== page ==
For more kids’ activities and easy recipes, you can find Laura at Peace but not Quiet, and on facebook and Pinterest.

Make leaf place cards with kids this Thanksgiving

by

Laura Falin

posted in Life & Home

I know it seems like one more thing to worry about on a busy day, but I really love having a kids’ craft on-hand for Thanksgiving. Here’s why:

When you have extended family over for Thanksgiving, with people who don’t see your kids very often, it’s a great icebreaker. It gives people who don’t have much experience with kids something to do with them. It keeps the kids occupied. And it’s a way they can contribute to the dinner, too.

leaf place tags w text-- pinterest

These are fun on so many levels. It was last Thanksgiving, actually, that my entire family became addicted to adult coloring books. We sat around for four days coloring and coloring. Family bonding, man.

Supplies:

  • adult coloring books or pages (you can find a bunch online you can print out for free)
  • gel pens, colored pencils, or other pens to color with
  • construction paper
  • glue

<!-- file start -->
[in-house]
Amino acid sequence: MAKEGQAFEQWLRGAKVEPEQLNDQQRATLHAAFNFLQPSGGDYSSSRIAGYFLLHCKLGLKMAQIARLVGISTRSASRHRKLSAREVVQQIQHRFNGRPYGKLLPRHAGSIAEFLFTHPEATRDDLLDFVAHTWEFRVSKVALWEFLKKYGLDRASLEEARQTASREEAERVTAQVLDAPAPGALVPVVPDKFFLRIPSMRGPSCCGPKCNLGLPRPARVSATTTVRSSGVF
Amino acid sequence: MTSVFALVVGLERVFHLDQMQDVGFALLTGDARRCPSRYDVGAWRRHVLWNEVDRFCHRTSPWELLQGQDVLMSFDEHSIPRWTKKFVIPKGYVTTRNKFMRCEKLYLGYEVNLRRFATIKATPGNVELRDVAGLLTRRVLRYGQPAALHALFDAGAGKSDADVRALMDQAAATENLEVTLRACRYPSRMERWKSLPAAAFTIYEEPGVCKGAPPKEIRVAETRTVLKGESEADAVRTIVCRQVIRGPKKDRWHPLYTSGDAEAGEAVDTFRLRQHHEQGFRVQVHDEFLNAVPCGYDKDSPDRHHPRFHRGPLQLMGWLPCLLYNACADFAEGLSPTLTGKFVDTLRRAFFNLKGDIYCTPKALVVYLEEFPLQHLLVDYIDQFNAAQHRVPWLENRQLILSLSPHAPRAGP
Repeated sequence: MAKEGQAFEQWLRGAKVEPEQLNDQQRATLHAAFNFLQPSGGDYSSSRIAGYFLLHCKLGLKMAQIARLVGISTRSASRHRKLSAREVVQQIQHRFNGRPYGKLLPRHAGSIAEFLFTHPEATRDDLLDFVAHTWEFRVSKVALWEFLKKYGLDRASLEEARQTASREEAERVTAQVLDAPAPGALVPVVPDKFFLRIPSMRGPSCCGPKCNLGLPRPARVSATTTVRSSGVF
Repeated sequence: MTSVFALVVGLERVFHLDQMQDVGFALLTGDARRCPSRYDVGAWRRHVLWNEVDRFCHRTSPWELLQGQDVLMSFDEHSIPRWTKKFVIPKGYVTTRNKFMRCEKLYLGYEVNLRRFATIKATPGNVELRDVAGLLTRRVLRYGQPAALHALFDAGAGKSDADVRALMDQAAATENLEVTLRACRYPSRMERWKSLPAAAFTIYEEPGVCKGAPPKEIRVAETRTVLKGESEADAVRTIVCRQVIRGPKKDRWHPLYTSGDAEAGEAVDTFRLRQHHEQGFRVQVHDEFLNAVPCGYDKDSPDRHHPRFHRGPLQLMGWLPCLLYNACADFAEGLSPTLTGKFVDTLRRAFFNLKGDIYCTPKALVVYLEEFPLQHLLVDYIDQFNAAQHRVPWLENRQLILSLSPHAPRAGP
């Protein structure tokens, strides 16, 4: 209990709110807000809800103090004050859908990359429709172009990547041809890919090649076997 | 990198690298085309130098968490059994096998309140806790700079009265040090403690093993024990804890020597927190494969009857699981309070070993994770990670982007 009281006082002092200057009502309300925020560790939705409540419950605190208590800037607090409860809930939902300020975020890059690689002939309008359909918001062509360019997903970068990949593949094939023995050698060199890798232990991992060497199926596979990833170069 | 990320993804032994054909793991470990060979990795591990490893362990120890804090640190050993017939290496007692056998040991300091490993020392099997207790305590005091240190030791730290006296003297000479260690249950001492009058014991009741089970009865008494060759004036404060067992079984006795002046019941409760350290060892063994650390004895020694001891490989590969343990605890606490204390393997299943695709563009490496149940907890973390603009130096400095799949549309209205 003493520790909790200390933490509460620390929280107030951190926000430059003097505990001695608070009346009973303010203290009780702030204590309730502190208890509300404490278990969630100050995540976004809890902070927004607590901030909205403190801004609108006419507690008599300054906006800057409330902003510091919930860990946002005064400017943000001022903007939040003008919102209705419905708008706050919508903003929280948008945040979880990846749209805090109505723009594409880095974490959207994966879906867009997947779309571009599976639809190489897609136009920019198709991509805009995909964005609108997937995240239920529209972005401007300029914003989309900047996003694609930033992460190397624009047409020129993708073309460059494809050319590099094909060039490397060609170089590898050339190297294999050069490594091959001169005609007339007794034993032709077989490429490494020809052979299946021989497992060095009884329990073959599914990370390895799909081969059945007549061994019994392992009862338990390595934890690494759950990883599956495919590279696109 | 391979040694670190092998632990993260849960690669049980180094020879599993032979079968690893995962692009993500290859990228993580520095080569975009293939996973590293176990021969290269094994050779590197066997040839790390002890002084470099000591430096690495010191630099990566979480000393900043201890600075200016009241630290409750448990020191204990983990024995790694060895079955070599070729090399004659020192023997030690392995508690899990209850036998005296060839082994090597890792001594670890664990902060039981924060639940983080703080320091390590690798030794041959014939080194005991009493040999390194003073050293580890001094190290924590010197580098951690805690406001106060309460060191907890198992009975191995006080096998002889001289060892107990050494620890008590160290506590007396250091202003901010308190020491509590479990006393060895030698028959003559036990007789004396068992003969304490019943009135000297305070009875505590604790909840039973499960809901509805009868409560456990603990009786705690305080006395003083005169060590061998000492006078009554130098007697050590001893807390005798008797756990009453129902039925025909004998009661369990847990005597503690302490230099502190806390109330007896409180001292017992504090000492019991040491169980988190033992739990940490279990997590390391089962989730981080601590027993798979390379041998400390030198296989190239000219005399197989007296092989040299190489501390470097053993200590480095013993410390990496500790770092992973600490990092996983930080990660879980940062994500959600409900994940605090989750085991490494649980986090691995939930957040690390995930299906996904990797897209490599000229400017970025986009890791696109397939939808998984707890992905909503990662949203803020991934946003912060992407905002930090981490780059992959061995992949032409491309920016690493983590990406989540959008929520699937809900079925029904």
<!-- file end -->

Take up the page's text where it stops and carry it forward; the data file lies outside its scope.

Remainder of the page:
• scissors

Instructions:

Begin with some adult (or kid!) coloring pages and have everyone spend a little time coloring together (also, it’s totally worth it to splurge on gel pens — they are so fun to use).

Alexis coloring

Once you have some coloring pages filled in, draw a leaf on a blank piece of construction paper. It doesn’t have to be perfect…in fact, you can have the kids freehand draw their own leaves. Or if leaves haven’t fallen yet where you are, you can find a leaf outside to trace. Cut your leaf out and use it to trace around part of your coloring page.

maple leaf

Cut out your coloring page in the shape of the leaf. Then cut a small piece of construction paper to glue on top (this is where you’ll write the name).

nametag cutout

Glue the construction paper to the leaf, then write the names of the guests on each using your gel pens.

place tags-vertical

That’s it!

You could also use patterned scrapbook paper for the leaves, if you didn’t want to color. Or watercolor leaves. Or stamped paper — any paper with a fun background would work. Use your imagination and have fun!